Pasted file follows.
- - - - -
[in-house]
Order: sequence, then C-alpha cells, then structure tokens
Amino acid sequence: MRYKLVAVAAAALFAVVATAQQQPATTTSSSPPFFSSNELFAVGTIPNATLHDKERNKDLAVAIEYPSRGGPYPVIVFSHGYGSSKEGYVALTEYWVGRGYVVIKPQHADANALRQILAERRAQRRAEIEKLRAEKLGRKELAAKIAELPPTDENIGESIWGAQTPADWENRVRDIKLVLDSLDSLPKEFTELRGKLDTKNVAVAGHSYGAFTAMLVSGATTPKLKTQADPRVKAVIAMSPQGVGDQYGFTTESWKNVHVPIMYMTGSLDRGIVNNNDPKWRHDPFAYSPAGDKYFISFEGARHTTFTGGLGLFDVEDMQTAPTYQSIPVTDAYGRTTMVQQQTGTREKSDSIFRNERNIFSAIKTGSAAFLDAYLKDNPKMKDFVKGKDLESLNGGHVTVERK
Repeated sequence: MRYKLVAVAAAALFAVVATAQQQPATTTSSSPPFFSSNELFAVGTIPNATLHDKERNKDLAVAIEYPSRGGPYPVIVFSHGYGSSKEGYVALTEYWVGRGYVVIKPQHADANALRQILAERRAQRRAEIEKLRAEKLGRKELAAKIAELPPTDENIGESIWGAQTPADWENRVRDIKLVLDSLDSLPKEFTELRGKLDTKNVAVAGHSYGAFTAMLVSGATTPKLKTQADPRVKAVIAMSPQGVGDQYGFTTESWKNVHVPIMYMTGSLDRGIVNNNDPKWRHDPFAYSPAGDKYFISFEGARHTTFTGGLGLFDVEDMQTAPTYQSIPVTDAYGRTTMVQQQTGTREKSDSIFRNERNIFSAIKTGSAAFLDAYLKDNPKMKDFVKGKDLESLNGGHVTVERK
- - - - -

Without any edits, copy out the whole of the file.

[in-house]
Order: sequence, then C-alpha cells, then structure tokens
Amino acid sequence: MRYKLVAVAAAALFAVVATAQQQPATTTSSSPPFFSSNELFAVGTIPNATLHDKERNKDLAVAIEYPSRGGPYPVIVFSHGYGSSKEGYVALTEYWVGRGYVVIKPQHADANALRQILAERRAQRRAEIEKLRAEKLGRKELAAKIAELPPTDENIGESIWGAQTPADWENRVRDIKLVLDSLDSLPKEFTELRGKLDTKNVAVAGHSYGAFTAMLVSGATTPKLKTQADPRVKAVIAMSPQGVGDQYGFTTESWKNVHVPIMYMTGSLDRGIVNNNDPKWRHDPFAYSPAGDKYFISFEGARHTTFTGGLGLFDVEDMQTAPTYQSIPVTDAYGRTTMVQQQTGTREKSDSIFRNERNIFSAIKTGSAAFLDAYLKDNPKMKDFVKGKDLESLNGGHVTVERK
Repeated sequence: MRYKLVAVAAAALFAVVATAQQQPATTTSSSPPFFSSNELFAVGTIPNATLHDKERNKDLAVAIEYPSRGGPYPVIVFSHGYGSSKEGYVALTEYWVGRGYVVIKPQHADANALRQILAERRAQRRAEIEKLRAEKLGRKELAAKIAELPPTDENIGESIWGAQTPADWENRVRDIKLVLDSLDSLPKEFTELRGKLDTKNVAVAGHSYGAFTAMLVSGATTPKLKTQADPRVKAVIAMSPQGVGDQYGFTTESWKNVHVPIMYMTGSLDRGIVNNNDPKWRHDPFAYSPAGDKYFISFEGARHTTFTGGLGLFDVEDMQTAPTYQSIPVTDAYGRTTMVQQQTGTREKSDSIFRNERNIFSAIKTGSAAFLDAYLKDNPKMKDFVKGKDLESLNGGHVTVERK